To what extent was market maturity the cause of Caterpillar’s restructuring? Critically examine the extent the new strategy transformed market, productive and financial performance.
The aim of this paper is to assess the extent to which market maturity influenced the restructuring phase that Caterpillar underwent after it was nearly put out of business in the 1980s. It will be argued that surely market maturity played a central role in the company’s restructuring, as the increase of competition and the need for product innovation brought up the need to develop an effective action plan. However, it was also the over-managed organization of the company itself that contributed to this degenerating stage and that therefore drove the restructuring process. Indeed it will be argued that because Caterpillar had enjoyed reliable profits, internal organizational issues had been ignored and the lack of information about the external environment decreased, causing Caterpillar to grew out of touch with the realities of the market. Therefore as the global recession grew along with the runaway inflation that kicked in in the 1980s, Caterpillar’s flawed structure was not able to successfully respond to the external environment and the company became an easy target for competitors. This argument will be developed throughout this essay according to the following structure: initially the implications of market maturity for Caterpillar will be assessed within the framework of the Product Life Cycle (PLC) theory; secondly the limits of Caterpillar’s original structure will be discussed in order to gain an insight into the internal problems that undermined the company’s opportunities; thirdly the restructuring process will be taken into consideration in order to assess how the company’s performance improved in terms of market, production, finance, and efficiency. Finally the conclusion will be drawn that both internal and external factors play a central role in a company’s restructuring process. It is indeed because of this two-fold dependence that a company’s long-term profitability cannot be ensured simply through a successful reorganization.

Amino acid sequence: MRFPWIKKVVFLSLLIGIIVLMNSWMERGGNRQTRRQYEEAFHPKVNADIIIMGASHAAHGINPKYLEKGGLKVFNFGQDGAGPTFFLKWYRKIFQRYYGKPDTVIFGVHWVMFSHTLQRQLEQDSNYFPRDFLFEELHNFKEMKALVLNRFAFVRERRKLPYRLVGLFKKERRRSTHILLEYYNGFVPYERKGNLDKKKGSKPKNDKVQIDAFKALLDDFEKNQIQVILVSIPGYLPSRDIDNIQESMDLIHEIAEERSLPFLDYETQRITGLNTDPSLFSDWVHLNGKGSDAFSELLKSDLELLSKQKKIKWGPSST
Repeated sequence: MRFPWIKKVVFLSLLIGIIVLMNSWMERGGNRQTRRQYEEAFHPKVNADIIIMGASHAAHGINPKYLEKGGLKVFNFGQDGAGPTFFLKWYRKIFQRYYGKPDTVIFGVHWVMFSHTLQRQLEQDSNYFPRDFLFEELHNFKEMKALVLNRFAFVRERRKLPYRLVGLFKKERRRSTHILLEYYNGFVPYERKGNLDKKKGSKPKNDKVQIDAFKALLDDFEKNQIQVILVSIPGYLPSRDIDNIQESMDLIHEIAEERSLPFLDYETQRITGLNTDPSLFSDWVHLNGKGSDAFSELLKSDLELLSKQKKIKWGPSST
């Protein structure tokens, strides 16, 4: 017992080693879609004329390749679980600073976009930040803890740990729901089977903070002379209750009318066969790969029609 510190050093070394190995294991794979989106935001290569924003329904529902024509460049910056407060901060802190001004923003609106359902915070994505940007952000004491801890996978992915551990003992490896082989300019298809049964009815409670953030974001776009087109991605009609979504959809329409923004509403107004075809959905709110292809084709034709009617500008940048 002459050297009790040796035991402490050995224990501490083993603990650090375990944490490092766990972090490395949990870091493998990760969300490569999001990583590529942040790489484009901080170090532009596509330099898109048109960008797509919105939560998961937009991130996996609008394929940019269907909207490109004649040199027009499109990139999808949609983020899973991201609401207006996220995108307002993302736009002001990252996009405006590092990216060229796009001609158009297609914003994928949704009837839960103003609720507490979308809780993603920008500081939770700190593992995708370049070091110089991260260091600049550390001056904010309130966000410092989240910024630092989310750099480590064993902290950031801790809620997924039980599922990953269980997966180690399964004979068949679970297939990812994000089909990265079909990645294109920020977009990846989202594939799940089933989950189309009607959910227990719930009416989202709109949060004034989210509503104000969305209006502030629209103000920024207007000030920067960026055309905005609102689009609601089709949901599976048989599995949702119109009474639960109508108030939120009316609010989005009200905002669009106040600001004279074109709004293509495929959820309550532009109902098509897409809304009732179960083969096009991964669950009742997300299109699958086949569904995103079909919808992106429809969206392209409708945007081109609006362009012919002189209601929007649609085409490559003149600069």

In order to successfully assess the role-played by market conditions in the interruption of the long-standing record of profitability and market leadership that Caterpillar enjoyed until 1982, it is firstly necessary to analyse the Product Life Cycle (PLC) theory and conceptualize the maturity stage that the markets undergo. There are several variants of the PLC theory. As figure 1 shows, the predominant version argues that throughout time all new products follow a S-shaped curve and they pass through four stages of sales growth. During the first stage, namely introduction, the product’s novelty will result in low sales volume and slow growth pace; in this stage the curve will remain relatively flat. If the product is successful in the market, the stage of growth will follow; as market penetration accelerates and the product is recognized among a broader range of customers, the sales curve slopes upward. As the market saturates, the product market commences a maturity stage. In this stage the sales curve tends to flatten, as the revenue is mainly a result of sales to existing customers rather than new ones. Eventually, the product is entered into a decline stage: technologically superior products substitute the product causing the sales curve to follow a downward trend (Cox 1967; Porter 2004; Vernon 1966).
For the purposes of this essay the most important transition to consider is the shift from the growth into the maturity phase of the PLC. In this stage intensive competition, which focuses on delivering more value to customers, replaces extensive competition, which aims at obtaining new customers. Therefore, in the mature market firms compete by improving quality, offering a broader range of products, and bundling their core product with other services....
In-person interview with George Schaefer, retired chairman and CEO of Caterpillar Inc., Peoria, Il., October 20, 2004
In-person interview with Glen Barton, retired chairman and CEO of Caterpillar Inc., Peoria, Il., October 20, 2004.
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